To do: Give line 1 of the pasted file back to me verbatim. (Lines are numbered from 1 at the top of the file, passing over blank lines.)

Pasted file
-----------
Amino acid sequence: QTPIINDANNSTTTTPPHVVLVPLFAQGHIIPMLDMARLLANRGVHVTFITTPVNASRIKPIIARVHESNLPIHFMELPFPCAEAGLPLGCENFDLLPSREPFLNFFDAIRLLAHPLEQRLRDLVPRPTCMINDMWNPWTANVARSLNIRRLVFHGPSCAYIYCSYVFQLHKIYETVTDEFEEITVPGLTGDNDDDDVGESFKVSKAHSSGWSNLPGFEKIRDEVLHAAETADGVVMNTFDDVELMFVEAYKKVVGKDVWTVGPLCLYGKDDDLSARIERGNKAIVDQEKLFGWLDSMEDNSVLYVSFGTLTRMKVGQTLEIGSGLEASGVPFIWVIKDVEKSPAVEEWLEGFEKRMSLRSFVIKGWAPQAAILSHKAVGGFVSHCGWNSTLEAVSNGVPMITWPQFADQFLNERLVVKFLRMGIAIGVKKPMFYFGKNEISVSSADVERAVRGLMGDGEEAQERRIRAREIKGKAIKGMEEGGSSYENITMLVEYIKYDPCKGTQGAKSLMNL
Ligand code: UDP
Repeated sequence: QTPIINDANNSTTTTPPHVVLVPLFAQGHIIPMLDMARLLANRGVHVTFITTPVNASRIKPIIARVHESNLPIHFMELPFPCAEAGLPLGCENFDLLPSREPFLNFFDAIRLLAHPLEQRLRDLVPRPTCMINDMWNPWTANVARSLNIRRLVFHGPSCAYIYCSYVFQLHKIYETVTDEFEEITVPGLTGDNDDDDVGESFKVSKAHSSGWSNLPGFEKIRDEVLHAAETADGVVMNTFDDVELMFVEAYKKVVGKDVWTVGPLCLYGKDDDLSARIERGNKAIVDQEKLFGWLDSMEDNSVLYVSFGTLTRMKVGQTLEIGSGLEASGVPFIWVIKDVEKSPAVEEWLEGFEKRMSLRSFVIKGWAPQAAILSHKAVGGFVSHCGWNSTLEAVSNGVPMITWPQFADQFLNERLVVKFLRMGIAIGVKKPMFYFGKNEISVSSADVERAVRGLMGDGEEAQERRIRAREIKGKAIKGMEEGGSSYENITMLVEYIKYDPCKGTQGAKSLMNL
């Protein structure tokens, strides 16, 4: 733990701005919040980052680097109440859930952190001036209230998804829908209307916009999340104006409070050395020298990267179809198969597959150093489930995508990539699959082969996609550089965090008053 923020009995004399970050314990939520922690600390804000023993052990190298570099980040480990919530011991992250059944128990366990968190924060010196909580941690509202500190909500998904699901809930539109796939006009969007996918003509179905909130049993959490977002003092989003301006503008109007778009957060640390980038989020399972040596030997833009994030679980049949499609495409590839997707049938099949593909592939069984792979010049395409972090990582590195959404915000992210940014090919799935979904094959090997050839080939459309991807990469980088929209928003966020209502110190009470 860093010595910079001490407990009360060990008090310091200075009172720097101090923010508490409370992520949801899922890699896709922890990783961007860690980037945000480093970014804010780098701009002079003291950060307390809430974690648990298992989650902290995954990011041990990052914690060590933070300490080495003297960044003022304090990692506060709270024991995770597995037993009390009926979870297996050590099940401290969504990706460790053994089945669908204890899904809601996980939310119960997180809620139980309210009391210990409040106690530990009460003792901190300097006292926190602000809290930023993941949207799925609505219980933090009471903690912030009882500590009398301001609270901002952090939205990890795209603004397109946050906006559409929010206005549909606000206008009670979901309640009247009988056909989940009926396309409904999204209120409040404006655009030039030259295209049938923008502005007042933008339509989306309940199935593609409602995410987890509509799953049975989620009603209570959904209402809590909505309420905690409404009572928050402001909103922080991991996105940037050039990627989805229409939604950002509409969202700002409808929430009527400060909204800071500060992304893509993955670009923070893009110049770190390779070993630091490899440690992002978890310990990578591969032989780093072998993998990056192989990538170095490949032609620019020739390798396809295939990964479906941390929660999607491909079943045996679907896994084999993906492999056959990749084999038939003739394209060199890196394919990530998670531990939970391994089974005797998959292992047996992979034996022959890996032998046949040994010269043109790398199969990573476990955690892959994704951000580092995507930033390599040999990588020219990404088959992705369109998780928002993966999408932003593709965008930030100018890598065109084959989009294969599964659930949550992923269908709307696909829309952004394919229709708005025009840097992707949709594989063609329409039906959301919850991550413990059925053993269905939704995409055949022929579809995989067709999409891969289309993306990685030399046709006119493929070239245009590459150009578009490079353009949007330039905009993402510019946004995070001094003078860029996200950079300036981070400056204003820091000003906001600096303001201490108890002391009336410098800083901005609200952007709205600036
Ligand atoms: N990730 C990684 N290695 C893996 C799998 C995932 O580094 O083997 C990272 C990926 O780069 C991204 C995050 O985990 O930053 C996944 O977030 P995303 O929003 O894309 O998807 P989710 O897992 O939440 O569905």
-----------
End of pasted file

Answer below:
Amino acid sequence: QTPIINDANNSTTTTPPHVVLVPLFAQGHIIPMLDMARLLANRGVHVTFITTPVNASRIKPIIARVHESNLPIHFMELPFPCAEAGLPLGCENFDLLPSREPFLNFFDAIRLLAHPLEQRLRDLVPRPTCMINDMWNPWTANVARSLNIRRLVFHGPSCAYIYCSYVFQLHKIYETVTDEFEEITVPGLTGDNDDDDVGESFKVSKAHSSGWSNLPGFEKIRDEVLHAAETADGVVMNTFDDVELMFVEAYKKVVGKDVWTVGPLCLYGKDDDLSARIERGNKAIVDQEKLFGWLDSMEDNSVLYVSFGTLTRMKVGQTLEIGSGLEASGVPFIWVIKDVEKSPAVEEWLEGFEKRMSLRSFVIKGWAPQAAILSHKAVGGFVSHCGWNSTLEAVSNGVPMITWPQFADQFLNERLVVKFLRMGIAIGVKKPMFYFGKNEISVSSADVERAVRGLMGDGEEAQERRIRAREIKGKAIKGMEEGGSSYENITMLVEYIKYDPCKGTQGAKSLMNL